Is this the right direction? (5, Interesting)

loose_cannon_gamer (857933) | more than 8 years ago | (#13381699)

Don't get me wrong, I don't care for my house being heated by computer heat the way it is now by my small LAN. But...

Fundamentally, most markets of any age undergo specialization, niches form, and those most fitted to the niches, do best. But having a unified architecture between server / laptop / desktop flies in the face of that; it either claims there is no niche market anywhere, or that there is a "killer chip" which fits all niches better than anything else.

Now, I can guess what Intel would choose of those options, but is there something about the chip industry that makes it immune to this specialization idea? What am I missing?

0.5W (2, Insightful)

blamanj (253811) | more than 8 years ago | (#13381716)

The reduction in power will enable a new class of devices to be created at the 0.5W marker - the Handtop.

Also known as the video iPod, perhaps?

Is this the end of HT? (5, Interesting)

BikeRacer (810473) | more than 8 years ago | (#13381726)

The screenshots make it look like Intel isn't including HT with this next gen core. Is that because it's likely the pipeline is shorter? I thought it would be uber-cool to have a dual-core CPU with HT for some awesome synthetic 4-core action. But, I guess the real question is: Should I care about HT anymore?

Re:Is this the end of HT? (0)

Anonymous Coward | more than 8 years ago | (#13381858)

yes you should, because its insecure and generally homosexual.

Re:Is this the end of HT? (0)

Anonymous Coward | more than 8 years ago | (#13381883)

The Pentium D EE 840 is designed exactly as you described. It has two Prescott cores in a single package, for a total of 4 logical processors. It works extremely well for heavy multitaskers or multithreaded apps.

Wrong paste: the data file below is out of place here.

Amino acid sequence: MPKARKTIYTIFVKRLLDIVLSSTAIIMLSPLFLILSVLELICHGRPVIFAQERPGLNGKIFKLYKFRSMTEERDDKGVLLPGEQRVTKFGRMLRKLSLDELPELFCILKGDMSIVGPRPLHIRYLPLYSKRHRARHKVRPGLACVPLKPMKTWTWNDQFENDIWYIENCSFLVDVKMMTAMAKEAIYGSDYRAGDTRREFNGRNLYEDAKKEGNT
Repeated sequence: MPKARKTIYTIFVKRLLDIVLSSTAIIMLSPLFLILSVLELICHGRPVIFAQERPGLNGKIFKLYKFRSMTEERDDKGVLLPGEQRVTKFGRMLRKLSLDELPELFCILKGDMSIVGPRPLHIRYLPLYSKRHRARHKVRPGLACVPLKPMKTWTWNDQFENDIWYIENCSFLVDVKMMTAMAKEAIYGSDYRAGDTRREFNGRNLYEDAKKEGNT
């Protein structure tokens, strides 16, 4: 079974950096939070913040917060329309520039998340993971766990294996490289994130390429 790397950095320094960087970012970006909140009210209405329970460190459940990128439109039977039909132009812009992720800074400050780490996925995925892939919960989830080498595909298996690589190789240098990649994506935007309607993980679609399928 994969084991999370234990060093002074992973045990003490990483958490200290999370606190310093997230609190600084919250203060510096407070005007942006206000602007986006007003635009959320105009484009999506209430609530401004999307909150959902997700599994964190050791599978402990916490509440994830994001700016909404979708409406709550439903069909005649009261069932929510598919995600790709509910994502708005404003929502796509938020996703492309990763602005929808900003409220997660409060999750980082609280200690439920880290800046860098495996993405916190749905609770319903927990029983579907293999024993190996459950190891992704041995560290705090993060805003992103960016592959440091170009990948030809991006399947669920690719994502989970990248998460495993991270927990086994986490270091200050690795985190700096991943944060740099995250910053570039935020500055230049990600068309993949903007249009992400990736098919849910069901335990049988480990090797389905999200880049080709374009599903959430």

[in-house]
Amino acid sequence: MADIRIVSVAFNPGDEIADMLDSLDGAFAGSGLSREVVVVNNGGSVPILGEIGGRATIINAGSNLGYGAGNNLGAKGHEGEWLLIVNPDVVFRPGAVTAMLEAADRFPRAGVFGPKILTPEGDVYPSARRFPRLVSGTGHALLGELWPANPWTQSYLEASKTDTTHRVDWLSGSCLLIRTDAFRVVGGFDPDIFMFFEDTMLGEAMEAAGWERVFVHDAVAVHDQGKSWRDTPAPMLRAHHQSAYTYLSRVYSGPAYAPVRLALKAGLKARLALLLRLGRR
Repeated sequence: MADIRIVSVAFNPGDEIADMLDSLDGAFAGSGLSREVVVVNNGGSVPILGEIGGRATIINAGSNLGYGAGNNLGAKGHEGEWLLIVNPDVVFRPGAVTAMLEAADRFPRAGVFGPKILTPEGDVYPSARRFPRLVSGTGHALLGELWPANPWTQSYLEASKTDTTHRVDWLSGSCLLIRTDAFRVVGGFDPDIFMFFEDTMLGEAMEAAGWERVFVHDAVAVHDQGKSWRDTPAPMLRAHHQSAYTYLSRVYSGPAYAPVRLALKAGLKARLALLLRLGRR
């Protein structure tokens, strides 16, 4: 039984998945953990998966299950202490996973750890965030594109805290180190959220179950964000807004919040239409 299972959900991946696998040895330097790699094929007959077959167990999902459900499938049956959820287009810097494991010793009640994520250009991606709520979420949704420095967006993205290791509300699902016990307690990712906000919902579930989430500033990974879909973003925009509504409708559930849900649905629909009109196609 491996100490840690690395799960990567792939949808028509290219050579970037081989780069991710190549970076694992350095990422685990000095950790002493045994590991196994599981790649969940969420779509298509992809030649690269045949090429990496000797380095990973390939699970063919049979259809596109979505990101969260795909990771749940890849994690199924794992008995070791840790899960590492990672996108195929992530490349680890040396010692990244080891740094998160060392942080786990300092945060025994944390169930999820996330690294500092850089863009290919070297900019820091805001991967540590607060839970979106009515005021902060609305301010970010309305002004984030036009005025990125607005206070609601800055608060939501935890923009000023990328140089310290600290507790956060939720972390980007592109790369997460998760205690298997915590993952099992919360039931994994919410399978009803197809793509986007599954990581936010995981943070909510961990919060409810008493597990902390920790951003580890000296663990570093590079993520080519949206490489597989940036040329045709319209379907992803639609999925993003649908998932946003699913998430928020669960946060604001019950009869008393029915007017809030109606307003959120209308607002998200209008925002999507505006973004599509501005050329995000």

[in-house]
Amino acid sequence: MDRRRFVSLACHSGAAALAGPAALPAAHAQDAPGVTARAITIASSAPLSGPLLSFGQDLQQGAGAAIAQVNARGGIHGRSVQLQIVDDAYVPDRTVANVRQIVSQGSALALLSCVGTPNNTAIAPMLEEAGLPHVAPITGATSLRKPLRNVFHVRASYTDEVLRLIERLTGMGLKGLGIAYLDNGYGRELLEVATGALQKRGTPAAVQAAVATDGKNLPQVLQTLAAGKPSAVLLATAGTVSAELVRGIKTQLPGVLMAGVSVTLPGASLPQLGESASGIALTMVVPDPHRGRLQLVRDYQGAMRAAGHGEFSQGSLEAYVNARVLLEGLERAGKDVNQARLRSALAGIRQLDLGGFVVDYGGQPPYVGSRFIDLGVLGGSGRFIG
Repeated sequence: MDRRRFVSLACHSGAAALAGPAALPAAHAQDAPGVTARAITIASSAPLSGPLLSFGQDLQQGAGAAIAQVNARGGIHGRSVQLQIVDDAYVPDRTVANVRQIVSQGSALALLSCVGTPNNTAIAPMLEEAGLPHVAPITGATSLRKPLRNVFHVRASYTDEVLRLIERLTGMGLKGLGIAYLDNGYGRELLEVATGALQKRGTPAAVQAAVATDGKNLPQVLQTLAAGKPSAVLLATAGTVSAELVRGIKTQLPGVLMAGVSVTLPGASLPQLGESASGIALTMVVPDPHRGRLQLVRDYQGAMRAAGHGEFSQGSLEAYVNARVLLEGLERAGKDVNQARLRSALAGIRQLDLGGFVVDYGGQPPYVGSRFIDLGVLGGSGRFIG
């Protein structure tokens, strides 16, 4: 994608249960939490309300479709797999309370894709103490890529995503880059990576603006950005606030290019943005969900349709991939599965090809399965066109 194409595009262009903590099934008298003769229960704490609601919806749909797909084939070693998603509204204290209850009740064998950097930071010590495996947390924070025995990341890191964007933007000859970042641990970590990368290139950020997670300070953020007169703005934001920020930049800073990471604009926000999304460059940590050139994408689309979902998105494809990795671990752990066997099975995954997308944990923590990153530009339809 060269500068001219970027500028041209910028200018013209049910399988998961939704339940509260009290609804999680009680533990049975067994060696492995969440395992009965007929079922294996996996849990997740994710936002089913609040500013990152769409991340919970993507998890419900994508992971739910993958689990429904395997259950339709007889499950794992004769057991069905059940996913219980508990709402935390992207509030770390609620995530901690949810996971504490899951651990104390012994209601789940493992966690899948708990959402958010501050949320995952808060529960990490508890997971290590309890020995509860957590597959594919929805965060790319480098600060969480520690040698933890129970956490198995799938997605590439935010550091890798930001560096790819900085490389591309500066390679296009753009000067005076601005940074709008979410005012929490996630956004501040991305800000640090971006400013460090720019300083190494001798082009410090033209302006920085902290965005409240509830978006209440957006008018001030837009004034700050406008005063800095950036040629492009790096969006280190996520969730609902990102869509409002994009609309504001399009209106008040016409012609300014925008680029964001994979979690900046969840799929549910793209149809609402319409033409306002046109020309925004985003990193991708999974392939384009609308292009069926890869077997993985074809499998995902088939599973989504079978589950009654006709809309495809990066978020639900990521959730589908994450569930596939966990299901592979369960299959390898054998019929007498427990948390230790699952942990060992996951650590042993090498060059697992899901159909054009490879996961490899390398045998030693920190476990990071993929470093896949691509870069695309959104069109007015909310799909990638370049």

So in other words? (1)

coopaq (601975) | more than 8 years ago | (#13381728)

Otellini claimed that Conroe will offer five times the performance per watt of the company's current desktop chips.

We've been able to lower the power consumption by 5 times, but really cannot make a "faster" processor?

So now laptops will have a super longer battery life and that's good.

Maybe you'll need less fans and thats good.

But what I really want is double the performance every 18 months like the old days.

NOISY FANS BE DAMNED!

Transmeta was there first (4, Insightful)

Vengeance (46019) | more than 8 years ago | (#13381743)

It's been YEARS since Transmeta began preaching performance/watt, and it looks like right now, when Transmeta has some big contracts (with Sony, Microsoft, Fujitsu, etc) beginning to pay off, Intel finally figures it out.

Of course, Transmeta's already GOT the technology to cut leakage by tremendous amounts... Given that they are no longer a direct competitor of Intel's, it would make some sense if Intel simply licensed Transmeta's LongRun2 tech. But what do I know? I'm always foolishly choosing the better technology instead of the better marketing.

Arm was there earlier (1)

nurb432 (527695) | more than 8 years ago | (#13381907)

ARM processors were power friendly before transmeta even appeared....